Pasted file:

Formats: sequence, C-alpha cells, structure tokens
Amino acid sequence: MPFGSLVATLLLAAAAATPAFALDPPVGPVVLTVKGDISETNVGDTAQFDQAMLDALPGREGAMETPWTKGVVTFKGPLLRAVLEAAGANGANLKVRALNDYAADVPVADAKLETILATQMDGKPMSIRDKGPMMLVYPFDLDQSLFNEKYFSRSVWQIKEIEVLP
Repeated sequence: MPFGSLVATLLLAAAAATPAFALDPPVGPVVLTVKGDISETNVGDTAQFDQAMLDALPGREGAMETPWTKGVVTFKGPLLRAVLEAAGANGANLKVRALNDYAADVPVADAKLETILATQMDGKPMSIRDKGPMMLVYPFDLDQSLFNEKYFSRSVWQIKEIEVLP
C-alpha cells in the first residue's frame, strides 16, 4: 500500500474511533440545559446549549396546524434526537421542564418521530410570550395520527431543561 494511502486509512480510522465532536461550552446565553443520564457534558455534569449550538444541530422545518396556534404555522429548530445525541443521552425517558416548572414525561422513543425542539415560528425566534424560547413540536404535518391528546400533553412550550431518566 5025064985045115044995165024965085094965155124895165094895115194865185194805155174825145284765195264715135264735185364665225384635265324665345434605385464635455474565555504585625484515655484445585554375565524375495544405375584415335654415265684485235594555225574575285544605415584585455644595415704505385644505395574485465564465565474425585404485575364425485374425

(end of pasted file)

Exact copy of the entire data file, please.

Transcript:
Formats: sequence, C-alpha cells, structure tokens
Amino acid sequence: MPFGSLVATLLLAAAAATPAFALDPPVGPVVLTVKGDISETNVGDTAQFDQAMLDALPGREGAMETPWTKGVVTFKGPLLRAVLEAAGANGANLKVRALNDYAADVPVADAKLETILATQMDGKPMSIRDKGPMMLVYPFDLDQSLFNEKYFSRSVWQIKEIEVLP
Repeated sequence: MPFGSLVATLLLAAAAATPAFALDPPVGPVVLTVKGDISETNVGDTAQFDQAMLDALPGREGAMETPWTKGVVTFKGPLLRAVLEAAGANGANLKVRALNDYAADVPVADAKLETILATQMDGKPMSIRDKGPMMLVYPFDLDQSLFNEKYFSRSVWQIKEIEVLP
C-alpha cells in the first residue's frame, strides 16, 4: 500500500474511533440545559446549549396546524434526537421542564418521530410570550395520527431543561 494511502486509512480510522465532536461550552446565553443520564457534558455534569449550538444541530422545518396556534404555522429548530445525541443521552425517558416548572414525561422513543425542539415560528425566534424560547413540536404535518391528546400533553412550550431518566 5025064985045115044995165024965085094965155124895165094895115194865185194805155174825145284765195264715135264735185364665225384635265324665345434605385464635455474565555504585625484515655484445585554375565524375495544405375584415335654415265684485235594555225574575285544605415584585455644595415704505385644505395574485465564465565474425585404485575364425485374425